Annette (2021)
Annette (2021)

Genre: Romantic Drama and Musical Running Time: 2 hrs. 19 min.

Release Date: August 6th, 2021 MPAA Rating: R

Director: Leos Carax Actors: Marion Cotillard, Adam Driver, Simon Helberg, Ron Mael, Russell Mael




reathing will not be tolerated during the show.” From quirky narration to flickering lights to juxtaposed images to blurred colors to rapid cuts that match swelling music, “Annette” introduces itself as a wholly unique experience. The opening shot features Sparks bandmates Ron and Russell Mael themselves (accompanied by director Leos Carax’s daughter, Nastya, to whom the film is dedicated) as they prepare in a recording studio, eventually jigging on down to the street where they’re joined by the stars of the upcoming story proper, strolling and singing an entreaty to actually begin the movie – eventually segueing into a title animation. There are even costume changes mid-stroll.

The crooning continues, not only by characters in the scene but also by background voices and a supporting chorus as Ann Defrasnoux (Marion Cotillard) belts soprano opera onstage, supplemented by her piano accompanist (Simon Helberg), and Henry “The Ape of God” McHenry (Adam Driver) performs stand-up comedy to roaring fans. The plot is essentially about two people in love (dubbed “Beauty and the Bastard” by the paparazzi), who go through a whirlwind romance (visualized through a traipse across a sunny field and a late-night motorcycle cruise), a speedy wedding, and the birth of a curious child – Annette – before their love winds up in a particularly rough patch. But the entire ordeal is clearly an example of extreme experimental filmmaking.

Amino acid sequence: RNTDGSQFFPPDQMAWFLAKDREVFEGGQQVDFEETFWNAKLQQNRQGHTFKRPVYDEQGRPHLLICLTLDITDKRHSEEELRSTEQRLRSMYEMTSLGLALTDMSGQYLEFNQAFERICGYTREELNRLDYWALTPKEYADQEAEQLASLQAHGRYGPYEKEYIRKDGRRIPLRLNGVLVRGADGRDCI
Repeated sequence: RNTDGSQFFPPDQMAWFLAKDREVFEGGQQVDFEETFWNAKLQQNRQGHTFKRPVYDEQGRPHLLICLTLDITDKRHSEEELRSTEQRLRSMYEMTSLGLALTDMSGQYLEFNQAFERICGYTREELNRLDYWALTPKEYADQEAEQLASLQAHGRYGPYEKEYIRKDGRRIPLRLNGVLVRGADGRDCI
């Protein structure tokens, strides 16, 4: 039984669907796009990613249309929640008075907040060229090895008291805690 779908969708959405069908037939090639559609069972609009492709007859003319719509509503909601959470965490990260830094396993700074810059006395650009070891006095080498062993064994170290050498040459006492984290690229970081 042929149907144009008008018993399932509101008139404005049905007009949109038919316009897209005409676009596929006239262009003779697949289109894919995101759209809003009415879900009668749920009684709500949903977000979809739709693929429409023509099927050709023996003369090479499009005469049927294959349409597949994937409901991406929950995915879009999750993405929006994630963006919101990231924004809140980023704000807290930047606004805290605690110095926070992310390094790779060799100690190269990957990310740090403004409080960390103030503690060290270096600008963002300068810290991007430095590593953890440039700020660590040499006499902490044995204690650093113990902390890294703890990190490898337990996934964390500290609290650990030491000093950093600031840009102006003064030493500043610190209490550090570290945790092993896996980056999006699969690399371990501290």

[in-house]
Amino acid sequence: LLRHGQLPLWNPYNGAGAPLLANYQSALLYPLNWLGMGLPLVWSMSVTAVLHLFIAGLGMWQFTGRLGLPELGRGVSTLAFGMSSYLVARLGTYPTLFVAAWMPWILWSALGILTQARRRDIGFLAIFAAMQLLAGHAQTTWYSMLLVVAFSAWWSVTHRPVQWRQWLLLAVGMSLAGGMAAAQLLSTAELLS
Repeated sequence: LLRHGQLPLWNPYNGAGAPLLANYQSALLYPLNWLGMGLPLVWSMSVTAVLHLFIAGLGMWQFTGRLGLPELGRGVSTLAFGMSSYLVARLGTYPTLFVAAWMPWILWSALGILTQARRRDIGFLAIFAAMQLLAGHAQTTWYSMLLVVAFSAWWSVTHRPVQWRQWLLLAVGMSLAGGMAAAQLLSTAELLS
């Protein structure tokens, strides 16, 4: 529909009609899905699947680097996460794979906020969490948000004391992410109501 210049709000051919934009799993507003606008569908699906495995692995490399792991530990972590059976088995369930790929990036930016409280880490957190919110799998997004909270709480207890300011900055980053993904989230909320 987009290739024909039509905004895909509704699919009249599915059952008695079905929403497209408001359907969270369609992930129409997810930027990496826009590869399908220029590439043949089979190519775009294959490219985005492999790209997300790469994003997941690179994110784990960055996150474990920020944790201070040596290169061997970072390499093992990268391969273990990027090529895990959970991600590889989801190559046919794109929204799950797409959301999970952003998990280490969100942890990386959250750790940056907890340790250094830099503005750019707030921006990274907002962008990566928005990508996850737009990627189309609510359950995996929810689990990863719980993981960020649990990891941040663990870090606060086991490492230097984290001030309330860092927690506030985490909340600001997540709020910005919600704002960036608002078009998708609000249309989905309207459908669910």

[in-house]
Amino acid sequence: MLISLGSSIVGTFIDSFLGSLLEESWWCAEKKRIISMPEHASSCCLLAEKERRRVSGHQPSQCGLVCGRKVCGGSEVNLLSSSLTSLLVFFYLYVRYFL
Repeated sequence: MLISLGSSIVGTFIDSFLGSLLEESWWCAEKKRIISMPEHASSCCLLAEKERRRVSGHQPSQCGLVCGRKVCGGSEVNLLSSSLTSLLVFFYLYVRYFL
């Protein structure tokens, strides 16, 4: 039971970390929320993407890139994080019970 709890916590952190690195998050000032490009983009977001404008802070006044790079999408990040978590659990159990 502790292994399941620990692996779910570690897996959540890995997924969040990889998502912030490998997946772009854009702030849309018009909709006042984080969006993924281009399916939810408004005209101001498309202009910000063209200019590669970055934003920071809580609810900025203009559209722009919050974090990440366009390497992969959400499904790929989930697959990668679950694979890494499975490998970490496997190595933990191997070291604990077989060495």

The fourth wall is routinely broken at the start, before Annette’s arrival tones things down to a macabre twist on “A Star is Born,” in which one partner’s escalating unsuccessfulness (fueled by carousing) soon weighs on the other’s booming popularity. Annette herself is actually a wooden doll-like puppet, appearing cute on rare occasions but primarily looking like a cross between Chucky, Annabelle, Little Otik, and Pinocchio, stumbling about robotically with visible, hinged points of articulation. The decision to use a freckled marionette in place of a real child is only apparent toward the end, which means that the majority of the picture presents a baffling viewpoint, transforming a somewhat grounded bit of musical artistry into macabre fantasy, jumping in and out of a traditional narrative.

From uncanny location transitions to Annette’s interactions to a drawn-out comedy-sketch-cum-dramatic-breakdown (Driver thanks Chris Rock and Bill Burr in the closing credits, but his stand-up routines are “acts of provocation” that more closely resemble an unscripted Lenny Bruce), it’s regularly difficult to tell which parts of the story are to be taken literally and which parts are merely interruptive, artistic dash. After all, this is the kind of musical that boasts songs during sex, childbirth, a bathroom break, and an expletive-laden fit. Despite the singular creativity, the lyrics tend to be highly repetitive and used to reiterate visuals, resulting in few memorable tunes; this complements the increasing weirdness of the merger of dark drama and energetic outlandishness, lending to sustained inquisitiveness yet infrequent satisfaction.

To its credit, “Annette” does feature a potent refrain for the song “We Love Each Other So Much,” as well as a striking duet at the climax called “Sympathy for the Abyss.” That final revelation is surely the best scene in the film, bursting with emotion and tragedy and tear-soaked harmonies. But every poignant sequence is frustratingly dampened by pervasive eeriness or editing eccentricities, as if Carax insists upon preventing audiences from appreciating even a single moment of unadulterated human pathos.

– Mike Massie

  • 5/10